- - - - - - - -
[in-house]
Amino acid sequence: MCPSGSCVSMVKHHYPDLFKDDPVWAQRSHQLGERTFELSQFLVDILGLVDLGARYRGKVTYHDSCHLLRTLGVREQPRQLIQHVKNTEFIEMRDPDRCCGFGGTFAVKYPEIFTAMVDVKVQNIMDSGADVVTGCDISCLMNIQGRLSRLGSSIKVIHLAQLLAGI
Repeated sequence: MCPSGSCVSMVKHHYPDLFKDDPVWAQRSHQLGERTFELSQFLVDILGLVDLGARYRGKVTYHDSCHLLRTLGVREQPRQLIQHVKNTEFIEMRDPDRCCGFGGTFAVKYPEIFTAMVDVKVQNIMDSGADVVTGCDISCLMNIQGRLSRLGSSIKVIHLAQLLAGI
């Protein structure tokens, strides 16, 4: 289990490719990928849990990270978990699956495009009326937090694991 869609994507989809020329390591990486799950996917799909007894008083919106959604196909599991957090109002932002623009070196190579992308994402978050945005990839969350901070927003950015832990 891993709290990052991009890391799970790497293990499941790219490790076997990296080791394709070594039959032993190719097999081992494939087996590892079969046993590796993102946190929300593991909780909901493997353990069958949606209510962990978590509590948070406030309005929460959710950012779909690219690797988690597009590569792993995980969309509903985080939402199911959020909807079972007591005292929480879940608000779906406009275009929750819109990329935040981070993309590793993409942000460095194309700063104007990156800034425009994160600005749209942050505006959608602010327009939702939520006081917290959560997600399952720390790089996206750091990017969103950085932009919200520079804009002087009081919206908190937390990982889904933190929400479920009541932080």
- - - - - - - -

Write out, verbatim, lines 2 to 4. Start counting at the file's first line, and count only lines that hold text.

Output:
Amino acid sequence: MCPSGSCVSMVKHHYPDLFKDDPVWAQRSHQLGERTFELSQFLVDILGLVDLGARYRGKVTYHDSCHLLRTLGVREQPRQLIQHVKNTEFIEMRDPDRCCGFGGTFAVKYPEIFTAMVDVKVQNIMDSGADVVTGCDISCLMNIQGRLSRLGSSIKVIHLAQLLAGI
Repeated sequence: MCPSGSCVSMVKHHYPDLFKDDPVWAQRSHQLGERTFELSQFLVDILGLVDLGARYRGKVTYHDSCHLLRTLGVREQPRQLIQHVKNTEFIEMRDPDRCCGFGGTFAVKYPEIFTAMVDVKVQNIMDSGADVVTGCDISCLMNIQGRLSRLGSSIKVIHLAQLLAGI
């Protein structure tokens, strides 16, 4: 289990490719990928849990990270978990699956495009009326937090694991 869609994507989809020329390591990486799950996917799909007894008083919106959604196909599991957090109002932002623009070196190579992308994402978050945005990839969350901070927003950015832990 891993709290990052991009890391799970790497293990499941790219490790076997990296080791394709070594039959032993190719097999081992494939087996590892079969046993590796993102946190929300593991909780909901493997353990069958949606209510962990978590509590948070406030309005929460959710950012779909690219690797988690597009590569792993995980969309509903985080939402199911959020909807079972007591005292929480879940608000779906406009275009929750819109990329935040981070993309590793993409942000460095194309700063104007990156800034425009994160600005749209942050505006959608602010327009939702939520006081917290959560997600399952720390790089996206750091990017969103950085932009919200520079804009002087009081919206908190937390990982889904933190929400479920009541932080």